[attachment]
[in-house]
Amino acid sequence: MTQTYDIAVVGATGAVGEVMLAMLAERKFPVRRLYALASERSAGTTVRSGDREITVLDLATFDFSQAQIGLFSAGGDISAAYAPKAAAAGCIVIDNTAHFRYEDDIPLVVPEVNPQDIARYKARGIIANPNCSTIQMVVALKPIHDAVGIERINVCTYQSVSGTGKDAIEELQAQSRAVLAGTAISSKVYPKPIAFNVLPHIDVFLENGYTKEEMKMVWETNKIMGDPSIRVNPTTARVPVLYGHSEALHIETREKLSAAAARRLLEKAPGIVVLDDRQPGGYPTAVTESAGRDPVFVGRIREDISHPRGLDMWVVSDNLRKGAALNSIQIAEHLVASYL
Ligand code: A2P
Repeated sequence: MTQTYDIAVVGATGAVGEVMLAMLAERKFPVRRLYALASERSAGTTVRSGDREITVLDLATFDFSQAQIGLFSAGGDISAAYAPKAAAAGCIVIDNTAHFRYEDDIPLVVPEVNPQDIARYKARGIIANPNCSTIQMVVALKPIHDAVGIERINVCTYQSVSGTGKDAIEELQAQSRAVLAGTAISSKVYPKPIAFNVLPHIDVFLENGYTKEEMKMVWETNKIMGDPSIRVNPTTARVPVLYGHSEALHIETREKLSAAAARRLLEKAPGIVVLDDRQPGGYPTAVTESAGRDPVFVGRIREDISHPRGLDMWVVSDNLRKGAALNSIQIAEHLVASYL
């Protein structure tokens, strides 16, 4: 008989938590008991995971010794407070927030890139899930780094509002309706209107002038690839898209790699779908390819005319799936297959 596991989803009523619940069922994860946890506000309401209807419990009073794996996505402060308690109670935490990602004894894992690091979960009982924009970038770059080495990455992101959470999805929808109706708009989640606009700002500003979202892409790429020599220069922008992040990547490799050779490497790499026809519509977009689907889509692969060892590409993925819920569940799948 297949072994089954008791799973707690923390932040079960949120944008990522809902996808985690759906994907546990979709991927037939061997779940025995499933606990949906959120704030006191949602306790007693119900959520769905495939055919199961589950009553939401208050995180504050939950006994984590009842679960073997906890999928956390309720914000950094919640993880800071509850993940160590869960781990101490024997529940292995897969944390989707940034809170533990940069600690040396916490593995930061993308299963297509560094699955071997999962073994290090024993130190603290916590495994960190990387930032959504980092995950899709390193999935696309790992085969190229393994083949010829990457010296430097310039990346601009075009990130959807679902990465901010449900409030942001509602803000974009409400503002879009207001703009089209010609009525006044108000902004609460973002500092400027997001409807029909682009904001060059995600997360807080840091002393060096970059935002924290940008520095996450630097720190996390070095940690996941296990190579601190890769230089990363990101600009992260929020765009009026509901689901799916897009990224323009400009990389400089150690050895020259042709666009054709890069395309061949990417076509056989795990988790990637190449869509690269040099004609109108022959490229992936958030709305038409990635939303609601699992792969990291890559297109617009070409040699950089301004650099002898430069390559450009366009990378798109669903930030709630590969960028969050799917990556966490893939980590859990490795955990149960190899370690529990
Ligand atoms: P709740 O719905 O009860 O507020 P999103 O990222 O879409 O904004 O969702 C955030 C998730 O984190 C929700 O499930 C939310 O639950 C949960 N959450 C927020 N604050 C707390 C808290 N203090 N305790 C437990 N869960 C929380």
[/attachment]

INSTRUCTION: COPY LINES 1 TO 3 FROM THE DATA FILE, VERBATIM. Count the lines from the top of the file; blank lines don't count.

[in-house]
Amino acid sequence: MTQTYDIAVVGATGAVGEVMLAMLAERKFPVRRLYALASERSAGTTVRSGDREITVLDLATFDFSQAQIGLFSAGGDISAAYAPKAAAAGCIVIDNTAHFRYEDDIPLVVPEVNPQDIARYKARGIIANPNCSTIQMVVALKPIHDAVGIERINVCTYQSVSGTGKDAIEELQAQSRAVLAGTAISSKVYPKPIAFNVLPHIDVFLENGYTKEEMKMVWETNKIMGDPSIRVNPTTARVPVLYGHSEALHIETREKLSAAAARRLLEKAPGIVVLDDRQPGGYPTAVTESAGRDPVFVGRIREDISHPRGLDMWVVSDNLRKGAALNSIQIAEHLVASYL
Ligand code: A2P